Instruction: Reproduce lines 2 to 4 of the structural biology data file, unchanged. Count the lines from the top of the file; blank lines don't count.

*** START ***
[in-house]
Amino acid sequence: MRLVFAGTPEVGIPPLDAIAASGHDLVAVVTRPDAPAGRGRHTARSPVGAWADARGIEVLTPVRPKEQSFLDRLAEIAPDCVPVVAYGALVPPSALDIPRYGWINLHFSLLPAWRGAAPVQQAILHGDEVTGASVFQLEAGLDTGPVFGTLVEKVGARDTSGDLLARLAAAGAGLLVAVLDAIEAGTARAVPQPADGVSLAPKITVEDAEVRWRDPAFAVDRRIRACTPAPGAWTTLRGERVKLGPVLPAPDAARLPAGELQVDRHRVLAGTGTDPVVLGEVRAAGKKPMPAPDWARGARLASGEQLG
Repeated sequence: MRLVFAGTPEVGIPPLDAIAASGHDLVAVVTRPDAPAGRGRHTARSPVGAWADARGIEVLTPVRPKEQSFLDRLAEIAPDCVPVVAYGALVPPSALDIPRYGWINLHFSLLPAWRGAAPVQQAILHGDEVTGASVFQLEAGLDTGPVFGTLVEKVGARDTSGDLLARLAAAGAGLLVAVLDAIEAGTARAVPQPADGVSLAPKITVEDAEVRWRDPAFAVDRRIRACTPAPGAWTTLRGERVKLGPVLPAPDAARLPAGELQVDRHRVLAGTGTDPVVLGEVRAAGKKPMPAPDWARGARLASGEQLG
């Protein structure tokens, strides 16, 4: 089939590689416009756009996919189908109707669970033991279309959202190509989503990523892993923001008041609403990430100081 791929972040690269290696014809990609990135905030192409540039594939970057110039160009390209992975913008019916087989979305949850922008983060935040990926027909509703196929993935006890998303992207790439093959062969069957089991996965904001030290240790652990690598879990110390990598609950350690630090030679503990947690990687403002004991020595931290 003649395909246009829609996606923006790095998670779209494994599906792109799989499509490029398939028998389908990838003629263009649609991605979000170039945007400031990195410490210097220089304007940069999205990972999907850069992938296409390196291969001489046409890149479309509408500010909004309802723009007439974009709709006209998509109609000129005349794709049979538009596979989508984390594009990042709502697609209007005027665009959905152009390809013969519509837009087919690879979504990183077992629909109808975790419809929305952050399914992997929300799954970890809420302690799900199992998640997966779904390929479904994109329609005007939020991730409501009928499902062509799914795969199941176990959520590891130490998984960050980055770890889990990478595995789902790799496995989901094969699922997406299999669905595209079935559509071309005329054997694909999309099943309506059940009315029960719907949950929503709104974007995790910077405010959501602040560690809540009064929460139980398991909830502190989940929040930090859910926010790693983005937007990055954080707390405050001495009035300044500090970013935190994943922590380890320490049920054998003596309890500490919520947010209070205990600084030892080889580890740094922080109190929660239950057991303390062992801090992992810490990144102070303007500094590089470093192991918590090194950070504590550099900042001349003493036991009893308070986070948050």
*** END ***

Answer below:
Amino acid sequence: MRLVFAGTPEVGIPPLDAIAASGHDLVAVVTRPDAPAGRGRHTARSPVGAWADARGIEVLTPVRPKEQSFLDRLAEIAPDCVPVVAYGALVPPSALDIPRYGWINLHFSLLPAWRGAAPVQQAILHGDEVTGASVFQLEAGLDTGPVFGTLVEKVGARDTSGDLLARLAAAGAGLLVAVLDAIEAGTARAVPQPADGVSLAPKITVEDAEVRWRDPAFAVDRRIRACTPAPGAWTTLRGERVKLGPVLPAPDAARLPAGELQVDRHRVLAGTGTDPVVLGEVRAAGKKPMPAPDWARGARLASGEQLG
Repeated sequence: MRLVFAGTPEVGIPPLDAIAASGHDLVAVVTRPDAPAGRGRHTARSPVGAWADARGIEVLTPVRPKEQSFLDRLAEIAPDCVPVVAYGALVPPSALDIPRYGWINLHFSLLPAWRGAAPVQQAILHGDEVTGASVFQLEAGLDTGPVFGTLVEKVGARDTSGDLLARLAAAGAGLLVAVLDAIEAGTARAVPQPADGVSLAPKITVEDAEVRWRDPAFAVDRRIRACTPAPGAWTTLRGERVKLGPVLPAPDAARLPAGELQVDRHRVLAGTGTDPVVLGEVRAAGKKPMPAPDWARGARLASGEQLG
């Protein structure tokens, strides 16, 4: 089939590689416009756009996919189908109707669970033991279309959202190509989503990523892993923001008041609403990430100081 791929972040690269290696014809990609990135905030192409540039594939970057110039160009390209992975913008019916087989979305949850922008983060935040990926027909509703196929993935006890998303992207790439093959062969069957089991996965904001030290240790652990690598879990110390990598609950350690630090030679503990947690990687403002004991020595931290 003649395909246009829609996606923006790095998670779209494994599906792109799989499509490029398939028998389908990838003629263009649609991605979000170039945007400031990195410490210097220089304007940069999205990972999907850069992938296409390196291969001489046409890149479309509408500010909004309802723009007439974009709709006209998509109609000129005349794709049979538009596979989508984390594009990042709502697609209007005027665009959905152009390809013969519509837009087919690879979504990183077992629909109808975790419809929305952050399914992997929300799954970890809420302690799900199992998640997966779904390929479904994109329609005007939020991730409501009928499902062509799914795969199941176990959520590891130490998984960050980055770890889990990478595995789902790799496995989901094969699922997406299999669905595209079935559509071309005329054997694909999309099943309506059940009315029960719907949950929503709104974007995790910077405010959501602040560690809540009064929460139980398991909830502190989940929040930090859910926010790693983005937007990055954080707390405050001495009035300044500090970013935190994943922590380890320490049920054998003596309890500490919520947010209070205990600084030892080889580890740094922080109190929660239950057991303390062992801090992992810490990144102070303007500094590089470093192991918590090194950070504590550099900042001349003493036991009893308070986070948050």